IT IS HEREBY ORDERED that Plaintiff's first amended complaint (Doc. 1) is STRICKEN for non-compliance with Local Rule 5.1(b). See SDIL-LR 8.1(b). Plaintiff is GRANTED leave to file his second amended complaint on or before August 14, 2015. When preparing the pleading, it is strongly recommended that Plaintiff use the forms designed for use in this District for such actions. He should label the pleading, "Second Amended Complaint, " and use this case number. The second amended complaint, like all pleadings filed with this Court, must be legible. SDIL-LR 5.1(b). Plaintiff must either use a typewriter or legible print; he should not use cursive handwriting or symbols. The second amended complaint shall present each claim in a separate count, and each count shall specify, by name, each Defendant alleged to be liable under the count, as well as the actions alleged to have been taken by that Defendant. FED. R. CIV. P. 10(b). Plaintiff should attempt to include the facts of his case in chronological order, inserting Defendants' names where necessary to identify the actors. Plaintiff should refrain from filing unnecessary exhibits. Claims found to be unrelated will be severed into new cases, new case numbers will be assigned, and additional filing fees will be assessed before preliminary review of each case is completed pursuant to 28 U.S.C. § 1915A. See FED. R. CIV. P. 21. Should Plaintiff fail to file the second amended complaint within the allotted time or consistent with the instructions set forth in this Order, this action shall be dismissed. FED. R. CIV. P. 41(b). See generally Ladien v. Astrachan, 128 F.3d 1051 (7th Cir. 1997); Johnson v. Kamminga, 34 F.3d 466 (7th Cir. 1994).

IT IS FURTHER ORDERED that Plaintiff's motion for appointment of counsel (Doc. 4) and motion for recruitment of counsel (Doc. 14) are DENIED without prejudice and with leave to file an updated motion for recruitment of counsel.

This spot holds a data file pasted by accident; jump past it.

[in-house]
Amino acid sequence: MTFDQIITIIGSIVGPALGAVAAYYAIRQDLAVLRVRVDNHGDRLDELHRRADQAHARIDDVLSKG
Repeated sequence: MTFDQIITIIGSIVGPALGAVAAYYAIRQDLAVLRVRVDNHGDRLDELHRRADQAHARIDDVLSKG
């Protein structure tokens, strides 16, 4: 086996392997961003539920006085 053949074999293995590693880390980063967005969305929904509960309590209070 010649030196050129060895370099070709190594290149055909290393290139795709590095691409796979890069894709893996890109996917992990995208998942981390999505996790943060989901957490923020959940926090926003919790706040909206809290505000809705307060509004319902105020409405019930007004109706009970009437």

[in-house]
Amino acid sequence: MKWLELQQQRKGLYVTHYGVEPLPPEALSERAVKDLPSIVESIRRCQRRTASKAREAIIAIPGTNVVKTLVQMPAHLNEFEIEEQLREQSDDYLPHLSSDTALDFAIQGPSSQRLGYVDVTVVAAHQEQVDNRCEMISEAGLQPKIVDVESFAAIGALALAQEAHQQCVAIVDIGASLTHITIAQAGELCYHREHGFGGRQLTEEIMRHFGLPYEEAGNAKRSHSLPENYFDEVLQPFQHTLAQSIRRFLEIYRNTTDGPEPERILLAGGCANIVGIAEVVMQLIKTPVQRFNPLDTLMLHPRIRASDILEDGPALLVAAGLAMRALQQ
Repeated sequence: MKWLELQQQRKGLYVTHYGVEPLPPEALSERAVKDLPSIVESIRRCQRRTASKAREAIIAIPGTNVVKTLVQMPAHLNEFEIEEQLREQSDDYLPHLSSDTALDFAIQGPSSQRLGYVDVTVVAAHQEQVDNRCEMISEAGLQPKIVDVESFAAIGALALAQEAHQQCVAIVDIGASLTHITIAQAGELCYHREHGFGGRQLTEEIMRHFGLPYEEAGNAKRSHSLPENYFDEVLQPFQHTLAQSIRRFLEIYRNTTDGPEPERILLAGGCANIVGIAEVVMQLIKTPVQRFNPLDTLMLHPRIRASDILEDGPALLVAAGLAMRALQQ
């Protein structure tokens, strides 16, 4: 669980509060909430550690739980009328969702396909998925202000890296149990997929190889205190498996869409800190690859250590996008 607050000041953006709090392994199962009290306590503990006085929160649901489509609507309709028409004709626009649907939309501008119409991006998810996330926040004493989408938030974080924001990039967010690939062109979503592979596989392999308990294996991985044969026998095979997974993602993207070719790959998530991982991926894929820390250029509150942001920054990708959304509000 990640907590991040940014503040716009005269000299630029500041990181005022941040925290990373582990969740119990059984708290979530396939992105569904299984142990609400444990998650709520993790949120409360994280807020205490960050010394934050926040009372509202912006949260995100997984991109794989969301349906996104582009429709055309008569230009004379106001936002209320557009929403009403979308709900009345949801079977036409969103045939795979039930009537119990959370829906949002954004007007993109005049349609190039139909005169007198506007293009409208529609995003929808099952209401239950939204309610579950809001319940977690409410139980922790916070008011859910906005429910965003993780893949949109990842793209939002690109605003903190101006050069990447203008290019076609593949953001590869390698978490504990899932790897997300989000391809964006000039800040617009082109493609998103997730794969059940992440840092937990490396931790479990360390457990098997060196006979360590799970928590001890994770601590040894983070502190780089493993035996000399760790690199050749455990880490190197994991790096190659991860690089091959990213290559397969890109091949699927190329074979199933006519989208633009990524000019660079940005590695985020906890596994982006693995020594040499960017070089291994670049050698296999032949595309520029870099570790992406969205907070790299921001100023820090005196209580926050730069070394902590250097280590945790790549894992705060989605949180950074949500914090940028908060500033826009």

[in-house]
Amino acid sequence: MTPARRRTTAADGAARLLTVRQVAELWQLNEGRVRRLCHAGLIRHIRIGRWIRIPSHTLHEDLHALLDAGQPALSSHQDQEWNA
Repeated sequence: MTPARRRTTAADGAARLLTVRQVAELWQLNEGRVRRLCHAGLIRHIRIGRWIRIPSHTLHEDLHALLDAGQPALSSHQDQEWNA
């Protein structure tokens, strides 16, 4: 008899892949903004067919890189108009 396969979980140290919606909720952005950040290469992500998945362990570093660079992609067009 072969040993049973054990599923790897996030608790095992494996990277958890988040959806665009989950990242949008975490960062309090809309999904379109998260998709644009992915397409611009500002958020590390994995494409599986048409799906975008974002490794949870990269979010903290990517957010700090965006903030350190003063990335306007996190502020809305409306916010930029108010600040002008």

IT IS ALSO ORDERED that Plaintiff's first IFP motion (Doc. 5) is DENIED as moot. His second IFP motion (Doc. 13) is HELD IN ABEYANCE pending receipt of clarification regarding the amount of money Plaintiff has in cash or in a checking or savings account. Plaintiff is ORDERED to file a document, entitled "Supplement to Second IFP Motion, " in which he clarifies the amount of money that he listed in response to Question 4 in Document 13. This document is due on or before August 14, 2015. Failure to provide this information shall result in the denial of Plaintiff's IFP motion, based on his failure to comply with a court order. See FED. R. CIV. P. 41(b).

To enable Plaintiff to comply with this order, the CLERK is DIRECTED to mail Plaintiff a blank civil rights complaint form and a blank motion for recruitment of counsel.

Finally, Plaintiff is ADVISED that he is under a continuing obligation to keep the Clerk of Court and each opposing party informed of any change in his address; the Court will not independently investigate his whereabouts. This shall be done in writing and not later than 7 days after a transfer or other change in address occurs. Failure to comply with this order will cause a delay in the transmission of court documents and may result in dismissal of this action for want of prosecution. See FED. R. CIV. 41(b).

IT IS SO ORDERED.